Sea turtle nesting season

Be A Holiday Hero For Florida’s Sea Turtles, Shorebirds This Labor Day

As you make plans for the long holiday weekend, the Florida Fish and Wildlife Conservation Commission (FWC) reminds the public that sea turtles and shorebirds are still reliant on Florida’s beaches for nesting.

As you make plans for the long holiday weekend, the Florida Fish and Wildlife Conservation Commission (FWC) reminds the public that sea turtles and shorebirds are still reliant on Florida’s beaches for nesting.

You can help nesting sea turtles and their emerging hatchlings, along with shorebirds and flightless chicks, by giving them space, removing beach gear at night, keeping beaches clean and dark, and filling in holes dug in the sand before you leave.

Florida’s sandy beaches provide critical nesting habitat for several species of imperiled sea turtles and shorebirds. Some sea turtle hatchlings are still emerging from nests on many beaches around the state, trying to make their way to the ocean.

Any interference, including artificial lights and getting too close, can cause hatchlings to be confused and lose their way, endangering their chances at survival.

Shorebirds and seabirds are also dependent on our beaches for successful nesting, resting and migrating. While shorebird nesting is ending for the season, flightless chicks and juveniles are still present with their parents on many beaches.

Florida beaches also host vulnerable shorebirds and seabirds year-round. Birds, such as the piping plover and red knot, are returning to Florida’s beaches to refuel during migration and stay for the winter. Giving shorebirds and seabirds space to rest and forage benefits them all year.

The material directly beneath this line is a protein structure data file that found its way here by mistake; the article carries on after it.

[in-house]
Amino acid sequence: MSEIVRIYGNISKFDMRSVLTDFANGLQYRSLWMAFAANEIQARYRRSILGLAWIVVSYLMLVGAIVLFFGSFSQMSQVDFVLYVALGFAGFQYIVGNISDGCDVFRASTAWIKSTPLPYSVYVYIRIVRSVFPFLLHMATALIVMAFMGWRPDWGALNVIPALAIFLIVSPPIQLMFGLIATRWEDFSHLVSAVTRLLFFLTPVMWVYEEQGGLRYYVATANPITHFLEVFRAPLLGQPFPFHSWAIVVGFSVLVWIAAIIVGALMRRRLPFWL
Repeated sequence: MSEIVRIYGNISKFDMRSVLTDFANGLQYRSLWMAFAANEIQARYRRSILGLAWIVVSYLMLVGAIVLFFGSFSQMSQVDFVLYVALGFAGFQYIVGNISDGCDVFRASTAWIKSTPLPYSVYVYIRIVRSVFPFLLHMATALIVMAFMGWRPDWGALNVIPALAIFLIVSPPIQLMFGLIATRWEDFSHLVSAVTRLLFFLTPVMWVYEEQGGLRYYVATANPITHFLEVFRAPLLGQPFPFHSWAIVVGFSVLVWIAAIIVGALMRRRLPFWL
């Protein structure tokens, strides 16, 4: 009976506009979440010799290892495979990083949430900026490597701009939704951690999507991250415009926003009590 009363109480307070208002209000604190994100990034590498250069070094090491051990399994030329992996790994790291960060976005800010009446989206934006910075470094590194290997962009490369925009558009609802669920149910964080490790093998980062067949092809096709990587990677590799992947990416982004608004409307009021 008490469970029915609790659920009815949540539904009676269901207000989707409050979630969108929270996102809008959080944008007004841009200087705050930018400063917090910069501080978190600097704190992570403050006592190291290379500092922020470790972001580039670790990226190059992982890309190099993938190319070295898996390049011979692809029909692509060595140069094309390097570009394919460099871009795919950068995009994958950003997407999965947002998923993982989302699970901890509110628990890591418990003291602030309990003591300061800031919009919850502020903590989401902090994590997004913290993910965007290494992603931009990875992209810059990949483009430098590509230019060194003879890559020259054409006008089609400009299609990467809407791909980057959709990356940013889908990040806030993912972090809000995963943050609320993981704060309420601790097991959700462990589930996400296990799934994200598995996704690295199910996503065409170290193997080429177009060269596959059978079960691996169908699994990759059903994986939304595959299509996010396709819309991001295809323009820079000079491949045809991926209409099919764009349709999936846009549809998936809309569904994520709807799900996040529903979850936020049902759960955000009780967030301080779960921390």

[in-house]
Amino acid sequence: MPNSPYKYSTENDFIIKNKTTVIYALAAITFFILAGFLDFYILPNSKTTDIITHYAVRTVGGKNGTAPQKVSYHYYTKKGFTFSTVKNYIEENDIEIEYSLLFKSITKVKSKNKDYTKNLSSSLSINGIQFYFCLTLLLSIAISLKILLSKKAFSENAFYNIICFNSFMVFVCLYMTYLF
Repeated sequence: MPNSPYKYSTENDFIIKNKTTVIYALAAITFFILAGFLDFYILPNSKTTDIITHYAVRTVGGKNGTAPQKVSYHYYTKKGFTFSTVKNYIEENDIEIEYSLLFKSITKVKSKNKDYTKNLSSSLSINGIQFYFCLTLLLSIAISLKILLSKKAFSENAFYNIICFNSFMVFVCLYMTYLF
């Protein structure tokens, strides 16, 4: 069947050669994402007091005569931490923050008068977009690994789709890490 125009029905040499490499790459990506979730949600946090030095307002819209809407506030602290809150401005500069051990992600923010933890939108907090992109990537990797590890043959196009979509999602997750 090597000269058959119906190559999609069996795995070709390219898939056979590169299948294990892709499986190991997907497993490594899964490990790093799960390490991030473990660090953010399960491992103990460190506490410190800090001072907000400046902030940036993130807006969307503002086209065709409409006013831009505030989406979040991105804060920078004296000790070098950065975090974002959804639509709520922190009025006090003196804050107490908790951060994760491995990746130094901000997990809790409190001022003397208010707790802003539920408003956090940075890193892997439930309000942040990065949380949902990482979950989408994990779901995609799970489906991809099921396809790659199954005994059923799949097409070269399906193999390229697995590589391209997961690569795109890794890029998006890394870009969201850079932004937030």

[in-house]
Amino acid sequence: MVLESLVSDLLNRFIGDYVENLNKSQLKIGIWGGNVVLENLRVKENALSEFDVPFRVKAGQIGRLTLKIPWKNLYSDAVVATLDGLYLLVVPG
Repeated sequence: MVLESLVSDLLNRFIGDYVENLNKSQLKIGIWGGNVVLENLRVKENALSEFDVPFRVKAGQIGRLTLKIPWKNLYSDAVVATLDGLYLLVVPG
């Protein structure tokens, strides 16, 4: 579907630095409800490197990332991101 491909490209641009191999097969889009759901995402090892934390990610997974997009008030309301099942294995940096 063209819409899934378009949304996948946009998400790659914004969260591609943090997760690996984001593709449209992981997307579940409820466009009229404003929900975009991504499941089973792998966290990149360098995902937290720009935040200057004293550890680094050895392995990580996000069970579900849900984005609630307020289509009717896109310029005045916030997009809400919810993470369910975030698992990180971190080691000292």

Both sea turtles and shorebirds can benefit when beachgoers take a few simple actions when at the beach. Be a holiday hero this Labor Day weekend and help our vulnerable sea turtles and shorebirds:

  • Close curtains after dark to help ensure nesting turtles are not disturbed by interior lights as they come ashore and hatchlings are not disoriented as they emerge from their nests. Make sure any required exterior lighting adjacent to nesting beaches is long, low and shielded. Avoid using any color flashlight, cell phone lights and taking flash photos after dark on the beach.
  • Clear the way at the end of the day to help nesting sea turtles, emerging hatchlings and shorebirds. Obstacles on the beach and holes in the sand can trap or prevent sea turtle hatchlings from reaching the water and adult sea turtles from being able to nest, so it is important to remove all beach toys and furniture before leaving. If you or your family dig a hole on the beach, keep it closer to the water line to avoid active sea turtle nests and make sure you fill it back in before leaving to avoid trapping sea turtles and hatchlings as well as flightless shorebird chicks. Trash and food scraps attract predators that can prey on sea turtle hatchlings and flightless shorebirds, so it is important to properly dispose of these items after a day at the beach.
  • Give sea turtles, emerging hatchlings and shorebirds space. Getting too close to sea turtle hatchlings or nesting sea turtles can prevent them from getting to where they need to go. If an animal changes its behavior when you approach, that is a sign that you might be too close.
  • If you find a sea turtle hatchling or adult sea turtle in distress, immediately call the FWC’s Wildlife Alert Hotlineat 888-404-FWCC (3922).

For more information about nesting sea turtles and how you can help, visit or see the FWC’s “Be a Beach Hero” brochure.

For more information about nesting shorebirds, go to and download the “Share the Beach with Beach-Nesting Birds” brochure.

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